Family-based citizenship refers to the process by which a partner or other family member applies for permanent residency (a green card) by. The method can be very complicated, long, and exhausting for years. It is all part of the tedious process to have the applicant fingerprinted, photographed and subjected to a thorough FBI clearance review. The candidate is also expected to see a medical examination licensed practitioner, and must have a suitable financial supporter.Come watch and join us at Family Immigration Las Vegas for here
A U.S. citizen as well as a lawful permanent resident can sponsor his immediate relatives or parents of choice. An immediate family could be the father, partner, or children of the U.S. citizen. Nevertheless, he must be over 21 years old to support his parents; while his children must be unmarried and under the age of 21 if instead he wants to sponsor them. A personal choice, on the other hand, could be a brother or sister of the U.S. citizen.
Nevertheless, a lawful permanent resident can only support a chosen partner, who might be his girlfriend or unmarried kids. It is also important to understand that neither citizens nor permanent residents are able to sponsor extended family members like grandparents, aunts, uncles or cousins.
The one who obtains the immigrant visa is considered the principal beneficiary. In comparison, people who immigrate with the primary beneficiary are referred to as secondary beneficiaries. If the primary beneficiary is an immediate spouse, then the benefits are no longer equivalent. Every immigrant who wants it requires his own petition. Furthermore, under the same provision, priority division principals may petition their spouses and children as derivative beneficiaries.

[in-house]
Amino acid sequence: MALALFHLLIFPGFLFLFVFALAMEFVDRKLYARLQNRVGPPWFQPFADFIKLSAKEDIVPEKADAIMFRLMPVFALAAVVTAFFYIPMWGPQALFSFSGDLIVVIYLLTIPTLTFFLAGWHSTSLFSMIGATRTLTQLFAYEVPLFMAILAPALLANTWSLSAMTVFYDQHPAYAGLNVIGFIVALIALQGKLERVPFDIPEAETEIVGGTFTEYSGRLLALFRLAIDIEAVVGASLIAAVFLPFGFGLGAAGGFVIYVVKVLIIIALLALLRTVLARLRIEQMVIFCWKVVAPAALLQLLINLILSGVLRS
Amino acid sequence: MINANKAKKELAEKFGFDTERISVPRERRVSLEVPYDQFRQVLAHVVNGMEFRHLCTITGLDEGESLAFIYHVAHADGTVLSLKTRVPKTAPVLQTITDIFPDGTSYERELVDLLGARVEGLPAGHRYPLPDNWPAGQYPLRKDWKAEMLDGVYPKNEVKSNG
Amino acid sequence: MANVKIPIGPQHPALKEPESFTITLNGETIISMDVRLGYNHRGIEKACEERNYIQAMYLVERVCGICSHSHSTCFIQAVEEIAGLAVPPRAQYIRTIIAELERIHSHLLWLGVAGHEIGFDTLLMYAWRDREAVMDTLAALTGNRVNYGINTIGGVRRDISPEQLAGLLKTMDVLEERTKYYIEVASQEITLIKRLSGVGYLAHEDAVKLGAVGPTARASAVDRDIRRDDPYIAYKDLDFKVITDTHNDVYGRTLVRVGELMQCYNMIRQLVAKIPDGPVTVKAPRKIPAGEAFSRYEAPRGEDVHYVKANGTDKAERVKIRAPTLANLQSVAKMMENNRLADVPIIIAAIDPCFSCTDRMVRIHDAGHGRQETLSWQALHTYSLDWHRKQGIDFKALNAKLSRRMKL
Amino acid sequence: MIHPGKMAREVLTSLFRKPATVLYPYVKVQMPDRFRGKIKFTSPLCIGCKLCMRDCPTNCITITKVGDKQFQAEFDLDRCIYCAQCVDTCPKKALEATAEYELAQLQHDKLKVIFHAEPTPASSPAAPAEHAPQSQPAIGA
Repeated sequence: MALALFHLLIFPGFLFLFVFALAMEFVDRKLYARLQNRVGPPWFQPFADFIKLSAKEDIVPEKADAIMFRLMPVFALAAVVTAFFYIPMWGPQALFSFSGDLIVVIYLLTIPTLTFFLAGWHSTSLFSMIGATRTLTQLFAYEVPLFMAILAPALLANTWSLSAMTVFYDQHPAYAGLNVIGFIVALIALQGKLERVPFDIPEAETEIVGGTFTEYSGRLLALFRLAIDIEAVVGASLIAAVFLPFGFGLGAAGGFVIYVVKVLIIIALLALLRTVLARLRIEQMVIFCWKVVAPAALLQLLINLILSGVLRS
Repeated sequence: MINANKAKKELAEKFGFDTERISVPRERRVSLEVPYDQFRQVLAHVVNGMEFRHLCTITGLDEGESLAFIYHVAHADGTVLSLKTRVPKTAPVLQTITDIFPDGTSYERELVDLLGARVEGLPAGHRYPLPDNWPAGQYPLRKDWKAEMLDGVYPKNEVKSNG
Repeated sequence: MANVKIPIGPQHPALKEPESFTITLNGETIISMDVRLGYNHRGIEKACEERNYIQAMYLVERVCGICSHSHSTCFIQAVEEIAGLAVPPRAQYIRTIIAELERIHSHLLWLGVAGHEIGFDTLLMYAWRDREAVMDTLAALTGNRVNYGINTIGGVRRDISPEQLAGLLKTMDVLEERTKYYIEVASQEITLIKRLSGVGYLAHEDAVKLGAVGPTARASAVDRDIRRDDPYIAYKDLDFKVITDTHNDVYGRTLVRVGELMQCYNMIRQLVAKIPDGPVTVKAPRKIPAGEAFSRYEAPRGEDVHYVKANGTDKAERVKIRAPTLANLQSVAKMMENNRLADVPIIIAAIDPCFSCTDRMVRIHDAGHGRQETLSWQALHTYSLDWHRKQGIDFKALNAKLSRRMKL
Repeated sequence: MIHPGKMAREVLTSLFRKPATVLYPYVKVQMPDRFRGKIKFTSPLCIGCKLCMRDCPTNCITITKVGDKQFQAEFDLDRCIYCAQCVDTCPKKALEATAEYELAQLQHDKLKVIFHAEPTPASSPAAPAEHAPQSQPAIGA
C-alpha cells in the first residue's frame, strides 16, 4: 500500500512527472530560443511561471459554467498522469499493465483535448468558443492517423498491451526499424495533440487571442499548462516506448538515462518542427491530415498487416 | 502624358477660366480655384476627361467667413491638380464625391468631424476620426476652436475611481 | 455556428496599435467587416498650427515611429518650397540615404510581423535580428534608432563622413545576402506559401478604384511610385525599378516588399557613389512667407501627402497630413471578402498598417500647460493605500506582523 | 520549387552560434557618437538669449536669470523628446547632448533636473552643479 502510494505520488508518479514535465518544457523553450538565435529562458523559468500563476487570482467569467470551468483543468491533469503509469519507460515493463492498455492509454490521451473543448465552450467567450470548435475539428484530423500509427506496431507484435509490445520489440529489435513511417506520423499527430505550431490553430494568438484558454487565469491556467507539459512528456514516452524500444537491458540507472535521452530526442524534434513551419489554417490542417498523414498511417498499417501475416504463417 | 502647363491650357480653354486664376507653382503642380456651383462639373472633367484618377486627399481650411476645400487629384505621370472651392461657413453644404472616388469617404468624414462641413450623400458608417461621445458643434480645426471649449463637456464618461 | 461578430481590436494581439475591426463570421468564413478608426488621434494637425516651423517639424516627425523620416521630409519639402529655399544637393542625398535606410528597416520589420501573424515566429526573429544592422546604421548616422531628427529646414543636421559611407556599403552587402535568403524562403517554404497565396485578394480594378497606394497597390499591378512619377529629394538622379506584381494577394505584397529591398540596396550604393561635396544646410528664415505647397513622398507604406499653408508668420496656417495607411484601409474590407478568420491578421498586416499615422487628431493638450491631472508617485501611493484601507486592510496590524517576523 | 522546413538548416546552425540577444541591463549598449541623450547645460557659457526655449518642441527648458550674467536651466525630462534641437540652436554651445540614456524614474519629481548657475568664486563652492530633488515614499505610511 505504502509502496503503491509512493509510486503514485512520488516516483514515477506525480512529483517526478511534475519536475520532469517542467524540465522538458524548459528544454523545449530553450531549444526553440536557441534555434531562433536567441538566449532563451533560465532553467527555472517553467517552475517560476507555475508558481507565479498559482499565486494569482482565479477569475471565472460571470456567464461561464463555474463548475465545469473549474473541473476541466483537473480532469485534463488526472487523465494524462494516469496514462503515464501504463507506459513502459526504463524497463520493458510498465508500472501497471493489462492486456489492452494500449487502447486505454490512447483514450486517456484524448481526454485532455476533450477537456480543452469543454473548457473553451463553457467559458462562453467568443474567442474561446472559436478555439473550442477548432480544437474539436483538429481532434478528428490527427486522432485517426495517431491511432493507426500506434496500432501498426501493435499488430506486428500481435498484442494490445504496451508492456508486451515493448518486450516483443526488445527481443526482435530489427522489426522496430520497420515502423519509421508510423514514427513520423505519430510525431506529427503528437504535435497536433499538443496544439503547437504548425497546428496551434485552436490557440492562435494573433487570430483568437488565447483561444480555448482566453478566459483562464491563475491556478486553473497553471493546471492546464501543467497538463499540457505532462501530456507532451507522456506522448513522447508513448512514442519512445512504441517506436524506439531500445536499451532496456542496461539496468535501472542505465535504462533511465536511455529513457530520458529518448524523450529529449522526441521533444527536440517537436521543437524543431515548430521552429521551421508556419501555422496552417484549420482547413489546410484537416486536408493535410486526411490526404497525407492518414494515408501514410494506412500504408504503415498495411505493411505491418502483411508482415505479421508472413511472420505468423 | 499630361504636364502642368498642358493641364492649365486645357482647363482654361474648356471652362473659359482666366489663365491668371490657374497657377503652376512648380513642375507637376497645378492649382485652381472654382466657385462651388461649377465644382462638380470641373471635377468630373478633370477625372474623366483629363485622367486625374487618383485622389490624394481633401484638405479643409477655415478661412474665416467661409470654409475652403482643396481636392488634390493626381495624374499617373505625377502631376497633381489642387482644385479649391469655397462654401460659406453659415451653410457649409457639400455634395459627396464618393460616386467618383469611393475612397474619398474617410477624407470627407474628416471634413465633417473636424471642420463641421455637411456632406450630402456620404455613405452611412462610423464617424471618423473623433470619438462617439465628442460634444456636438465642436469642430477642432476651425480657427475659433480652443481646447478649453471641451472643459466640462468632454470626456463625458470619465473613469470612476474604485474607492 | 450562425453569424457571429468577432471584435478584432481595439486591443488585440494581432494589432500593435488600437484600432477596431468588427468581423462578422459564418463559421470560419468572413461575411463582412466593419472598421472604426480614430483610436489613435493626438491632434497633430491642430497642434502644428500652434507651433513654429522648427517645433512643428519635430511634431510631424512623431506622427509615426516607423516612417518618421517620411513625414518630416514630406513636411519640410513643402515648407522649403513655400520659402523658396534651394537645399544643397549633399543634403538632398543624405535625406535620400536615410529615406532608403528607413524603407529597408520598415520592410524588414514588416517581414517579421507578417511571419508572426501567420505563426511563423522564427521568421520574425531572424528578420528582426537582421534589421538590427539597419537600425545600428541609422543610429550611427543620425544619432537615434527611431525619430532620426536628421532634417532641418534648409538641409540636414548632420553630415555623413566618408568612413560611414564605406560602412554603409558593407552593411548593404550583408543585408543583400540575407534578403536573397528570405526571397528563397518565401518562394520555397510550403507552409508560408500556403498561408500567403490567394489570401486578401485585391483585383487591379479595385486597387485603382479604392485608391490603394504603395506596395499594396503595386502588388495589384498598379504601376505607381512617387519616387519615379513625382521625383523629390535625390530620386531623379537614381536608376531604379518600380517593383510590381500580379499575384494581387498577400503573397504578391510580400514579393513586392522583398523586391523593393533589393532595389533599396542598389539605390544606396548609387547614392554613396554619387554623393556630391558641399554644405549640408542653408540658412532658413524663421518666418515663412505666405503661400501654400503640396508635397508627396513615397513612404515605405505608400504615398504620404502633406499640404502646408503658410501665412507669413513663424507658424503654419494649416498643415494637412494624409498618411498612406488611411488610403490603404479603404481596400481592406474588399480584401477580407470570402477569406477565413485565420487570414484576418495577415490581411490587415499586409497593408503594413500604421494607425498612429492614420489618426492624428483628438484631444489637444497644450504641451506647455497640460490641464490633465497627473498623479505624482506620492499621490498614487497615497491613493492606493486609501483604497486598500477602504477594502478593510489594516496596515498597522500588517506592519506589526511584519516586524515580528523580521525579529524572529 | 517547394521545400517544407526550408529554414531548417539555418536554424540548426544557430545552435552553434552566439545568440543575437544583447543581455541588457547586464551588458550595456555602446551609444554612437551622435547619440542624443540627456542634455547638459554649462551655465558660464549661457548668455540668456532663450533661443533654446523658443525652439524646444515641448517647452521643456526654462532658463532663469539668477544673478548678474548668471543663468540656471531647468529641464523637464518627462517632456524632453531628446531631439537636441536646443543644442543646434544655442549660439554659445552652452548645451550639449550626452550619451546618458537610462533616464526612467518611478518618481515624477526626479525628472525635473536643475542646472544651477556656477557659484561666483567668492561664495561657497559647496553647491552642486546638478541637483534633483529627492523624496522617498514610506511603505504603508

Immigrant visas are distributed in chronological order as per priority dates granted to each of the groups of preferences. The preference date corresponds to the day on which the United States approved the immigrant visa petition(I-130) for screening. The Immigration and Citizenship Service (USCIS).
Nonetheless, due to the large number of applications and the limited number of visas issued each year, there has been a bottleneck in visa demand (also known as visa retrogression). Applicants are not able to apply for their permanent residency in many family-based eligibility groups at the same moment as their immigration applications, but instead have to wait before their priority deadlines are valid. Nevertheless, immediate relatives are excluded from those backlogs.